Kabul [Afghanistan], September 2 (ANI): The Taliban has taken control of war-torn Afghanistan, but there is still an important gap between naming a government and fully taking up its functions, say analysts.
Matthieu Aikins, writing in The New York Times said that two weeks since Kabul fell, the Taliban officials are still attempting to take up the functions of a new government on the eve of its announcement.
The Taliban are expected to formally announce their new government as early as Thursday, including naming the insurgency's top religious figure, Sheikh Haibatullah Akhundzada, as the supreme leader of Afghanistan.
But there is still an important gap between naming a government and fully taking up its functions, says Aikins. In Kabul, as in much of the country, the most important government departments, apart from street-level security, are not functioning.
The Taliban have urged officials with the former government to stay in their roles. But in the face of a looming economic crisis, including a worsening cash shortage that has put strains on the availability of fuel, food and other staples, the past two weeks have been a scramble by the Taliban to establish themselves, both in the public eye and in practice, as the country's new governors.
Much of the Afghan public remains deeply distrustful, given the harshness of the Taliban's last government, said Aikins.
Taliban has been preparing to take power for more than a decade, steadily expanding its shadow government in waiting. Over the years, they have formed national commissions for sectors like health care and education, appointing officials down to the district level across much of the country.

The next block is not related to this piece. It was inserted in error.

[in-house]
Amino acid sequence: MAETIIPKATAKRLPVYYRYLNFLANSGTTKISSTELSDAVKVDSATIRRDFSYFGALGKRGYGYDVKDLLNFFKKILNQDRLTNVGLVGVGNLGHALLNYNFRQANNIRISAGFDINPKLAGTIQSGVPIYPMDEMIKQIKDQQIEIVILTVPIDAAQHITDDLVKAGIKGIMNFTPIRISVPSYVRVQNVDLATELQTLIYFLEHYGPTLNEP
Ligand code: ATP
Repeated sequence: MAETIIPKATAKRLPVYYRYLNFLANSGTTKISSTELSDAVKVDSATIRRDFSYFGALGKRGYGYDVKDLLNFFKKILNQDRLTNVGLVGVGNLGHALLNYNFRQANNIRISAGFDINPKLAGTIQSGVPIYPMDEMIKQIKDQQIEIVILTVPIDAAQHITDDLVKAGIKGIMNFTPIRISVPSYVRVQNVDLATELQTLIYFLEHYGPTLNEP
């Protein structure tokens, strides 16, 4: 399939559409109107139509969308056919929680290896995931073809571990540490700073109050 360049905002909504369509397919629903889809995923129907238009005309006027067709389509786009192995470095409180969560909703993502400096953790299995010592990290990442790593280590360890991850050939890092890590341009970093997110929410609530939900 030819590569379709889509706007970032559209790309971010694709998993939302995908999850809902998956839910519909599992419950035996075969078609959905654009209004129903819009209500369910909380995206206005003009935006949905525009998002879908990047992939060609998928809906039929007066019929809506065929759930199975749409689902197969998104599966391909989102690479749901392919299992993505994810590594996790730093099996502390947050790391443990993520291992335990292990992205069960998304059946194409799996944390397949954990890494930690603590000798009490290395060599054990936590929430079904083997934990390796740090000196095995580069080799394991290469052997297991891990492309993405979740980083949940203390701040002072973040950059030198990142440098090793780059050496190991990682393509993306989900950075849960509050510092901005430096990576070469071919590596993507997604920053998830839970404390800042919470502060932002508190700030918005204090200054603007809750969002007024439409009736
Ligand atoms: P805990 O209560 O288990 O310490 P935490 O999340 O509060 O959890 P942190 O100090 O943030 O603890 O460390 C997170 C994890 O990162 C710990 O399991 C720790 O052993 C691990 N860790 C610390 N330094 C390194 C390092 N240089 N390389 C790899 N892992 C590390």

Mawlawi Bakhtar Sharafat, who served as an official during the previous Taliban regime, has been head of the Taliban's public works commission since its inception three years ago, in charge of things including the repair and upkeep of roads and bridges.
On August 16, the day after Kabul's fall, Sharafat was in Kandahar, on his way to inspect newly conquered infrastructure in western Afghanistan. But that night, he received an urgent message from Mawlawi Muhammad Yaqoub, a senior Taliban leader who currently functions as the executive authority.
"I was told to please go and control your ministry in Kabul," Sharafat recounted in an interview with The New York Times. With him were some staffers from the previous administration.
When he arrived in Kabul at the public works office, whose previous minister had fled, he met with the remaining staff and reassured them with the movement's assurance of a general amnesty, part of a campaign to induce cooperation from civil servants, security officials, and the general public, reported The New York Times.
While much of Kabul's elite fled the country ahead of the Taliban, a few senior officials chose to remain at their posts. Wahid Majrooh, the Afghan minister of public health, said he turned down an offer to escape.
Majrooh, worried about an outbreak of violence or a mass casualty attack, wanted to ensure that his hospital network stayed open. He suggested that he and the Taliban official go and rally the staff at two hospitals in a Hazara Shiite neighborhood in western Kabul, where residents would be most fearful of the Taliban's arrival, Aikins reported.
For the past two weeks, Majrooh has shared his office with Mawlawi Abdullah Khan, head of the Taliban's health commission. "Most ministries are locked, their services are disrupted," he said.
The public health ministry now faces the same imminent financial crisis as the rest of the government, and much of Afghanistan's bank funds and other financing remain frozen by the US and Western governments.
The health care sector is particularly dependent on donor support; according to Majrooh, most organizations he works with have already suspended operations and halted contracts, reported The New York Times. (ANI)